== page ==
Samuel Williston of Easthampton announced that he would erect a new 
building, containing recitation rooms and laboratories that had long 
been needed by the College. Williston Hall was thus dedicated May 
19, 1858, and cost $15,000. The main entrance of the building is on 
the north side, and in the hallway is an interesting memorial of the 
Amherst College students who fought in the Rebellion. It is a six- 
pound brass cannon, which was captured at Newbern, N.C., March 
14, 1862, and upon it is engraved its history and the names of the 
Amherst students four officers and sixteen privates who were killed 
in the battle. After its capture, the cannon was presented by General 
Burnside to the Twenty-first Regiment, M.V., who in turn gave it to 
the trustees of Amherst College " as an enduring monument to the 
memory of their lamented brothers who fell while fighting for liberty 
and union." 

The Mather Collection of Art occupies the entire upper story of the 
building. It is probably the finest collection of plaster casts in the United 
States, excepting only that at Boston, Mass. The honor of the sug- 
gestion, as well as of the actual gathering of money and purchasing of 
the collection belongs to the memory of the late Professor Richard H. 
Mather. Professor Mather solicited, largely from personal friends, the 
first $10,000 of the fund, and made the selections himself when visiting 
Europe. The casts began to arrive in 1874, and during Professor 
Mather's life not a year passed without the addition of something desir- 
able. The collection has long since outgrown its present room, and 
until better accommodations are provided few additions can be made, 
although a fund is constantly accumulating.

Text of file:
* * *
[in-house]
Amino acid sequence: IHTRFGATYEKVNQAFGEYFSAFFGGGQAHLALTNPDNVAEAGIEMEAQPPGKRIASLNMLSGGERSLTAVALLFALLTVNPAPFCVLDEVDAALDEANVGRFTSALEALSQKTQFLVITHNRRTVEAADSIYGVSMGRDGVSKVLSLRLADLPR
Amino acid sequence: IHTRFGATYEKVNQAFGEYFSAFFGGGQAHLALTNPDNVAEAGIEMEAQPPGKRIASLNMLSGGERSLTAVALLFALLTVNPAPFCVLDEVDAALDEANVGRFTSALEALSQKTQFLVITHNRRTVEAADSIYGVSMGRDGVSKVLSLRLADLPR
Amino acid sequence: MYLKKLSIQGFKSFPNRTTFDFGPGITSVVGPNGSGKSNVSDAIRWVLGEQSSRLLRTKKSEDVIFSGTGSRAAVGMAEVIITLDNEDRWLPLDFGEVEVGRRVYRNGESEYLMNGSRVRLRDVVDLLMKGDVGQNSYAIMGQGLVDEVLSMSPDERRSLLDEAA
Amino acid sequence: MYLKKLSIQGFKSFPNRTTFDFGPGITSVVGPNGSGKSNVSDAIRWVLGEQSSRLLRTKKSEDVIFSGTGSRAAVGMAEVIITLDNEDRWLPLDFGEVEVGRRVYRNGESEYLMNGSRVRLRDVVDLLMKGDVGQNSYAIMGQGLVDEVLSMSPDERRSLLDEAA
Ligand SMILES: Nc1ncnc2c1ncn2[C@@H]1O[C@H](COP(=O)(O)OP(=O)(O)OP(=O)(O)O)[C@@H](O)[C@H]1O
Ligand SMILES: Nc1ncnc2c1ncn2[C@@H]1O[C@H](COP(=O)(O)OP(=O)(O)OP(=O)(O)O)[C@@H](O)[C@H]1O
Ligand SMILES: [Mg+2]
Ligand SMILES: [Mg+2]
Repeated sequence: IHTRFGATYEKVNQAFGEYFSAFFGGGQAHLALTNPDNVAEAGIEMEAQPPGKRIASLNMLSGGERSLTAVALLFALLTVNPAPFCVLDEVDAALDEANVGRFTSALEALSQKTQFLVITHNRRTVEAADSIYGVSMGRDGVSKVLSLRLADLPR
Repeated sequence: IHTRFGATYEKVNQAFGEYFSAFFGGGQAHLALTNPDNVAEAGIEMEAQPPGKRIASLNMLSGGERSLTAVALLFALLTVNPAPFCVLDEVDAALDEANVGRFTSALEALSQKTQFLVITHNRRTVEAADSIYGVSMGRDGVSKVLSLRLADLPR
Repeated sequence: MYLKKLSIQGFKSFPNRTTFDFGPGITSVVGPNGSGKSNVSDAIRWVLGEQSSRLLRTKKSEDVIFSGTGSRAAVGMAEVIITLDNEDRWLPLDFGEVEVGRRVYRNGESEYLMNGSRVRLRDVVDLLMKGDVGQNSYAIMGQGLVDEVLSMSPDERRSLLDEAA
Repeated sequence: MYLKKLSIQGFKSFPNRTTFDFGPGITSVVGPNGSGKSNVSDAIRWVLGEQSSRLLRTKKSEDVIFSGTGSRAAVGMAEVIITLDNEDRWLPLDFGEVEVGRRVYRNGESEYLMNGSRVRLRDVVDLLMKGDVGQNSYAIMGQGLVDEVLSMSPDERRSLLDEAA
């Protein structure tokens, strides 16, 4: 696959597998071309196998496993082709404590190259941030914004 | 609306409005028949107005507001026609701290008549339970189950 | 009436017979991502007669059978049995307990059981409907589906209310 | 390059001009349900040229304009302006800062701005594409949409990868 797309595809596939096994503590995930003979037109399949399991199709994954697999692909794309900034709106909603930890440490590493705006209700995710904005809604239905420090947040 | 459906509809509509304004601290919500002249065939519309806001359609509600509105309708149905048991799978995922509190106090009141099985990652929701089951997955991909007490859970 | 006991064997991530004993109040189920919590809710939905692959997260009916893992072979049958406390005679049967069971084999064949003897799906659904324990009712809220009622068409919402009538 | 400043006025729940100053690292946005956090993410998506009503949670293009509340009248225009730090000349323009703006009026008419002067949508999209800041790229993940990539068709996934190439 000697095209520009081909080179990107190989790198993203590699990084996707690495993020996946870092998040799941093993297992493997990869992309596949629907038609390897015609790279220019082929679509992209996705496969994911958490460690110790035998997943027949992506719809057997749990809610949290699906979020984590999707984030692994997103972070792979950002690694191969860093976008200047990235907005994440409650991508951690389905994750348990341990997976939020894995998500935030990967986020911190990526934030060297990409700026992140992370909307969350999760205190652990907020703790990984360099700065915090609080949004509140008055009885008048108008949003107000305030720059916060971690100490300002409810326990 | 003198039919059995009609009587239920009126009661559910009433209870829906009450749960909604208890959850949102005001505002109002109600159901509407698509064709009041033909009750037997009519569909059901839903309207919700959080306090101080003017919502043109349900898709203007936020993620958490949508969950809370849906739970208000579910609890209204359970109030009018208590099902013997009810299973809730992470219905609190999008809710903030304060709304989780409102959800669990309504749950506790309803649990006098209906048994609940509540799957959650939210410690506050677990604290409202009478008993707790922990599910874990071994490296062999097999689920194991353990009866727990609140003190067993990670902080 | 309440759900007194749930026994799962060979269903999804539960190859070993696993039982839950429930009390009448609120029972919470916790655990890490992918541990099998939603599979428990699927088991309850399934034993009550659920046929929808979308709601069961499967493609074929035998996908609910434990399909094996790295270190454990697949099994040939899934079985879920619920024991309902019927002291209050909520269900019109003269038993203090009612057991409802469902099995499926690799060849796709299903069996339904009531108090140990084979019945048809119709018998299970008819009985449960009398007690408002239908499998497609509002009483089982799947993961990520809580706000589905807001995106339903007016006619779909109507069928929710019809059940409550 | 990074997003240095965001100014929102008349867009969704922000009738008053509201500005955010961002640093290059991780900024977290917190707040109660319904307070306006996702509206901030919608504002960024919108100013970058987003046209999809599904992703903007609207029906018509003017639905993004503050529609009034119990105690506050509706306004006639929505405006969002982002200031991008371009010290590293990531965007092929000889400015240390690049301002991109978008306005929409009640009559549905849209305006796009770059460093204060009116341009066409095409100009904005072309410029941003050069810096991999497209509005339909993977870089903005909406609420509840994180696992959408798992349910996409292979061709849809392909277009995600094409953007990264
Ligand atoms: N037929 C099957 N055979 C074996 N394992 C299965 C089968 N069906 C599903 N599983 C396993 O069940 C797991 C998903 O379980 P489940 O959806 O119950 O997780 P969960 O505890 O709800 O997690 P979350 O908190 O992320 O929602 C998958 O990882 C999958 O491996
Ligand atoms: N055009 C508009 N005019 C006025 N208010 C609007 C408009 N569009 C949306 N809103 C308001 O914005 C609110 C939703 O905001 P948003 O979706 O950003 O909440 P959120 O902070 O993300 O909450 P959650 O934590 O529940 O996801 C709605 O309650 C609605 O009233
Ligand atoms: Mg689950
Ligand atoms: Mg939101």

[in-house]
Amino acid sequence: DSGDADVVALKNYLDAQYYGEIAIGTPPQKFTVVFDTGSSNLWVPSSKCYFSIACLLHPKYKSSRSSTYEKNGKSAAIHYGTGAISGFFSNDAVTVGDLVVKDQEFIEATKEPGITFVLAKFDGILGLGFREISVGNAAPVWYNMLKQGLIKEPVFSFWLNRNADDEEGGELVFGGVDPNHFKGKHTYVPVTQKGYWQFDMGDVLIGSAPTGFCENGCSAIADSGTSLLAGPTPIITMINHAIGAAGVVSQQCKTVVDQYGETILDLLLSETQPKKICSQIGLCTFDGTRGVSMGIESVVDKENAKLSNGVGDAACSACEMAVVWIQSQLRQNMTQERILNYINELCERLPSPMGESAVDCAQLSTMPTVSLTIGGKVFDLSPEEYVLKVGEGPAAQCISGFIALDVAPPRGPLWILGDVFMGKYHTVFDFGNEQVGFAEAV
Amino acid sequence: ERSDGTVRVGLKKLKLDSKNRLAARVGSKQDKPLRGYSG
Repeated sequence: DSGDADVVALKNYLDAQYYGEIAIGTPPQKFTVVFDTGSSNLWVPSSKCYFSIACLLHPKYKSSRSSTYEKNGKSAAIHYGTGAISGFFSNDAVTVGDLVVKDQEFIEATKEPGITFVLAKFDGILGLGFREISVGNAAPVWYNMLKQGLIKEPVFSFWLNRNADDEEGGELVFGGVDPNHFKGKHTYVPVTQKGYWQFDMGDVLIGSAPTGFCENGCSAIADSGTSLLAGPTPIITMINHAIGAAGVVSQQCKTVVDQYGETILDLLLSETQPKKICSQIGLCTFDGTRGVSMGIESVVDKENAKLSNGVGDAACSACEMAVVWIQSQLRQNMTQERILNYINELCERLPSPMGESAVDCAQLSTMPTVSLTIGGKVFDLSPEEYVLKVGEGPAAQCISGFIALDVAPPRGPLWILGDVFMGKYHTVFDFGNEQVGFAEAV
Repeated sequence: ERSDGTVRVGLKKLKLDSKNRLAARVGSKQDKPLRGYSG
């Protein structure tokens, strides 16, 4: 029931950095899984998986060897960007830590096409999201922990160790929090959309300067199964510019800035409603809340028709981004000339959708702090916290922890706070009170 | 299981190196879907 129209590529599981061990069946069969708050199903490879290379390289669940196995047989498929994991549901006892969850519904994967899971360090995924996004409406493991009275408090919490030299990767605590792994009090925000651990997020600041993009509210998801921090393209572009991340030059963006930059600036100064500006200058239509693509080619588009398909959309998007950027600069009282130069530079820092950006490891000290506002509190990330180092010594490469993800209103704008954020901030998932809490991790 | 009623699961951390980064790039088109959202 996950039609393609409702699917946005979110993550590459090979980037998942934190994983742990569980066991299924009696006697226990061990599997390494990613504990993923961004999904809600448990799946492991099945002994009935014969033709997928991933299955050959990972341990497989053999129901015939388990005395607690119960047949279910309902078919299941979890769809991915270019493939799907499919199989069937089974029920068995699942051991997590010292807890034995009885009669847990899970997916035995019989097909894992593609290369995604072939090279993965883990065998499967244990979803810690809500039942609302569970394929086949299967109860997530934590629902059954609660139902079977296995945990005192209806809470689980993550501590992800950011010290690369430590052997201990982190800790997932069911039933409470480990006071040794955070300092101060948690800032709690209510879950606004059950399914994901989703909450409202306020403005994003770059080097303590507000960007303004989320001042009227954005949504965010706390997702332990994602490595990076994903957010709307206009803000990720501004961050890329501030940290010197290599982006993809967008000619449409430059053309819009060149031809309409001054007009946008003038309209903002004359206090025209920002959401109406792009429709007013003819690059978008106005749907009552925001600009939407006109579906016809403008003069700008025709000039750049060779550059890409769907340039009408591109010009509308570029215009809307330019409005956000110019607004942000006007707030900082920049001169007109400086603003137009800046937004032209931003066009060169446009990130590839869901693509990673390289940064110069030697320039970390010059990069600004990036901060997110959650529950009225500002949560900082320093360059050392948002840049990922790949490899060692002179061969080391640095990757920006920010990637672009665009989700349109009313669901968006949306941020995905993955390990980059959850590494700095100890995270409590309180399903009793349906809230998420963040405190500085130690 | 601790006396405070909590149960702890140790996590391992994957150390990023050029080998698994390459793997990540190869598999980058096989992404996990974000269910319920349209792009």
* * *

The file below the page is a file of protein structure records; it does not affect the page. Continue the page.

As an example of the care that Professor Mather took in making the 


collection, it may be remarked that it contains the only cast in existence 
of the bronze doors of the Senate Chamber at Washington. 

The design for these doors was modelled by Crawford, and they were 
cast at Chicopee, Mass. At the opposite end of the gallery are casts 
of the Ghiberti doors at Florence, Italy. The frescoing about the room 
is pure Greek in style. 

The Greek lecture room on the second story is reached from the art 
gallery by the smaller stairway. This was originally the hall of the 
Athene Society. The corresponding room on the same floor reached 
from the door at the eastern side of the tower was at the same time 
occupied by the Alexandrian Society. This latter room is used, pending 
the completion of the new chemical laboratory, as the laboratory for 
advanced work. The chemistry lecture room is at the left of the south 
entrance on the ground floor, and the general laboratory is at the right. 
Crossing the driveway in front of Williston Hall, the stone building at 
the left is 

Walker Hall. This building was completed as it now stands in 
1883, and cost $87,250. Twelve years previously, a building of the 
same general design was erected on the same site through the gener- 
osity of Dr. W. J. Walker of Charlestovvn, Mass. The original Walker 
Hall was burned March, 1882, and with it was destroyed one of the 
most valuable collections of minerals in the country. A portion of 
the outside wall of the building alone remained, and after it had been 
strengthened on the inside, became a part of the new Walker Hall. The 
expense of the rebuilding was met by the late Henry T. Morgan of 
Albany, N.Y., and in return he was honored by having his name 
attached to the College Library. The rooms of the building are assigned 
as follows : i, registrar's office ; 2, treasurer's office ; 4, physics work- 
room ; 5, pastor's office ; 3 and 6, recitation rooms ; 7 and 8, physics 
lecture room and laboratory ; 9, president's office ; 10, recitation room ; 
n, astronomical lecture room; 12, 13, and 14, recitation rooms. 

The rooms of the physics department are open for inspection. The 
laboratory contains about $9000 worth of apparatus, of which $2000 worth 
was constructed especially for the College in Paris. The lecture room has 
upon the wall, at the right of the entrance, a brass tablet to the memory 
of the late Professor Elihu Root, placed there by the class of 1881. 

The Barrett Gymnasium, erected in 1860 at a cost of $10,000, was 
largely the means of developing the system of physical culture for which 



Amherst is justly famous. It was the first building in the country 
erected for gymnastic work in charge of a regularly appointed profes- 
sor. It is of Pelham granite, and is 70 feet long by 50 wide. It was 
designed by C. E. Parkes of Boston, and bears the name of Dr. Benja- 
min Barrett of Northampton, who was a large contributor toward the 
fund for its erection and support. Since the completion of the Pratt 
Gymnasium in 1884, the building has been used for various purposes,